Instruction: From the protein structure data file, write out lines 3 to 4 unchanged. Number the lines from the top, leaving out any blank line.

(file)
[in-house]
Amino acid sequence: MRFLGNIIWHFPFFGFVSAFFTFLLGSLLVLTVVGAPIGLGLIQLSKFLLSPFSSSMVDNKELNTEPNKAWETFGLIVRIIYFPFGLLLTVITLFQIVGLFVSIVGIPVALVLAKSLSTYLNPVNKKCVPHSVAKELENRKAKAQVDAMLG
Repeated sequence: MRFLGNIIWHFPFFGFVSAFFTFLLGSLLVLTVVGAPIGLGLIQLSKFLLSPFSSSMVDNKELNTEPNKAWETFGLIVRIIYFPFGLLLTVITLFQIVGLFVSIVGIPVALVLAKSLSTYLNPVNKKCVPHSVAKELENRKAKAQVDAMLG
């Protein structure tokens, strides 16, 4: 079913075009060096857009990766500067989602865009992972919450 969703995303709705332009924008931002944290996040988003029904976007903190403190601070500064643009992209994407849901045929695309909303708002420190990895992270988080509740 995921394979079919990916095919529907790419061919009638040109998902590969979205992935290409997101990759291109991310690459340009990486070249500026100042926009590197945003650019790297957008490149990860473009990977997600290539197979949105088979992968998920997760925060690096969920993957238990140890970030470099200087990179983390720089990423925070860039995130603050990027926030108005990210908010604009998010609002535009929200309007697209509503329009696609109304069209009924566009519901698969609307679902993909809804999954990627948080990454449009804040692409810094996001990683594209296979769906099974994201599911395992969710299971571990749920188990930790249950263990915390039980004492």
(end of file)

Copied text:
Repeated sequence: MRFLGNIIWHFPFFGFVSAFFTFLLGSLLVLTVVGAPIGLGLIQLSKFLLSPFSSSMVDNKELNTEPNKAWETFGLIVRIIYFPFGLLLTVITLFQIVGLFVSIVGIPVALVLAKSLSTYLNPVNKKCVPHSVAKELENRKAKAQVDAMLG
């Protein structure tokens, strides 16, 4: 079913075009060096857009990766500067989602865009992972919450 969703995303709705332009924008931002944290996040988003029904976007903190403190601070500064643009992209994407849901045929695309909303708002420190990895992270988080509740 995921394979079919990916095919529907790419061919009638040109998902590969979205992935290409997101990759291109991310690459340009990486070249500026100042926009590197945003650019790297957008490149990860473009990977997600290539197979949105088979992968998920997760925060690096969920993957238990140890970030470099200087990179983390720089990423925070860039995130603050990027926030108005990210908010604009998010609002535009929200309007697209509503329009696609109304069209009924566009519901698969609307679902993909809804999954990627948080990454449009804040692409810094996001990683594209296979769906099974994201599911395992969710299971571990749920188990930790249950263990915390039980004492």